News is anything that is new and important. It can be read in newspapers, broadcast on television or radio, posted online or yelled across a classroom. News can be exciting, scary or tragic. It is usually a story about an event that affects people in some way, but it can also be about weather, traffic or sports events.
There are several different theories about what makes a news story “newsworthy.” One is called the Mirror Model, which holds that news stories should reflect reality. Another theory is the Organizational Model, which argues that news organizations are pressured by various interest groups to produce particular stories.
The most recent theory about news is called the Conceptual Definition of News (or “news-ness”). This conceptual definition focuses on how audiences perceive media examples as “newsworthy.” This approach to news analysis capitalizes on the fact that while people have trouble providing concrete definitions of news, they often know it when they see it.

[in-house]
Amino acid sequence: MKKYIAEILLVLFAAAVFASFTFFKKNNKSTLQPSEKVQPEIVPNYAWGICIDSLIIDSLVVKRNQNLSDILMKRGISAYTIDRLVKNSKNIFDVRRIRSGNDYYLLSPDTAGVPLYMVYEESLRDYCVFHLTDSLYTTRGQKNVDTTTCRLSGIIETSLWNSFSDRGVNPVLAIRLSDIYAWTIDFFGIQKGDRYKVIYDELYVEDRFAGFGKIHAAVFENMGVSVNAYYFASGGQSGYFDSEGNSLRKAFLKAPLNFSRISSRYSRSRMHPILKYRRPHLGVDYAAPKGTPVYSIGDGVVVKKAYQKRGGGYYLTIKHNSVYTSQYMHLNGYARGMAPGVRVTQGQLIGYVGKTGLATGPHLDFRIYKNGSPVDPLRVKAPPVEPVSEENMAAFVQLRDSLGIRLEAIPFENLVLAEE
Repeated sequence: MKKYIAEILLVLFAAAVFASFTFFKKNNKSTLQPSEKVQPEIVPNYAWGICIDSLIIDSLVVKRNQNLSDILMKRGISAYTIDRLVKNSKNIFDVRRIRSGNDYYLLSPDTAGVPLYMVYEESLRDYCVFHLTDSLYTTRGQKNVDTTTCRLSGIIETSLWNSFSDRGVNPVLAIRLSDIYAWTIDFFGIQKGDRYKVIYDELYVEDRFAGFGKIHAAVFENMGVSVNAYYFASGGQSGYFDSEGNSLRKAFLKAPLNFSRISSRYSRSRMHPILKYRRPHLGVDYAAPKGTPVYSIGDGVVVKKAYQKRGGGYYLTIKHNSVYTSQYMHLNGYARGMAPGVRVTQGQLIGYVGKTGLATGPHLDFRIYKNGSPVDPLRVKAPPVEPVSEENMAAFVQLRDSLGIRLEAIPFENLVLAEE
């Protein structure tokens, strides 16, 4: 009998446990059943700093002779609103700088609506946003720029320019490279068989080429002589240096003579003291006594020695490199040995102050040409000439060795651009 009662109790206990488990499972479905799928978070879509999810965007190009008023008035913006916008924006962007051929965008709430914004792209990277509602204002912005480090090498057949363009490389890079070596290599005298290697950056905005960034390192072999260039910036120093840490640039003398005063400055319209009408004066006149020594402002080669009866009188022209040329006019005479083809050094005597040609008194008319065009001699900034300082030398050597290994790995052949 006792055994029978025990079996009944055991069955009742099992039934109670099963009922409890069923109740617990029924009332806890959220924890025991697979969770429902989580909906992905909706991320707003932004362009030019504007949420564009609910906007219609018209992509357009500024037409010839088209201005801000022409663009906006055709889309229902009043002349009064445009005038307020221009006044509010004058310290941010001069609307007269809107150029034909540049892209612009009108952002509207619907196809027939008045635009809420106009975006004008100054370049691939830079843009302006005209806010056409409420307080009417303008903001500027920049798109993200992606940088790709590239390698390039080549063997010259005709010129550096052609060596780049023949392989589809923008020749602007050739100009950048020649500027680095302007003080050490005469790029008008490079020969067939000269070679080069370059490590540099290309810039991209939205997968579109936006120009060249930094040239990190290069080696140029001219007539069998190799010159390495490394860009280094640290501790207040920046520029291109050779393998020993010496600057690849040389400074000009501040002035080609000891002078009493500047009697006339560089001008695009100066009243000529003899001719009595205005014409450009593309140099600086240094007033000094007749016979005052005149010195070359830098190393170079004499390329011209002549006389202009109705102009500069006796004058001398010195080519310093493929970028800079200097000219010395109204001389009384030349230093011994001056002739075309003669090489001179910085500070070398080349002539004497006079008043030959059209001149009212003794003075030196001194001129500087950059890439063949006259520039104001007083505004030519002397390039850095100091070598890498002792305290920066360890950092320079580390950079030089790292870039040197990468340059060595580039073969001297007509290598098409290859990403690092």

When writing a news article it is important to start with a good lead, which is referred to as the “nut graph.” This first paragraph should grab readers’ attention by using a dramatic anecdote or surprising information and clearly states the main point of the article. It should include answers to the questions who, what, when, where and why. The lead should also explain why the subject is currently relevant and how it relates to the bigger picture. Then it should provide a brief background on the topic and finish with a conclusion sentence that is a restatement of the lead or gives a potential for future developments in this area.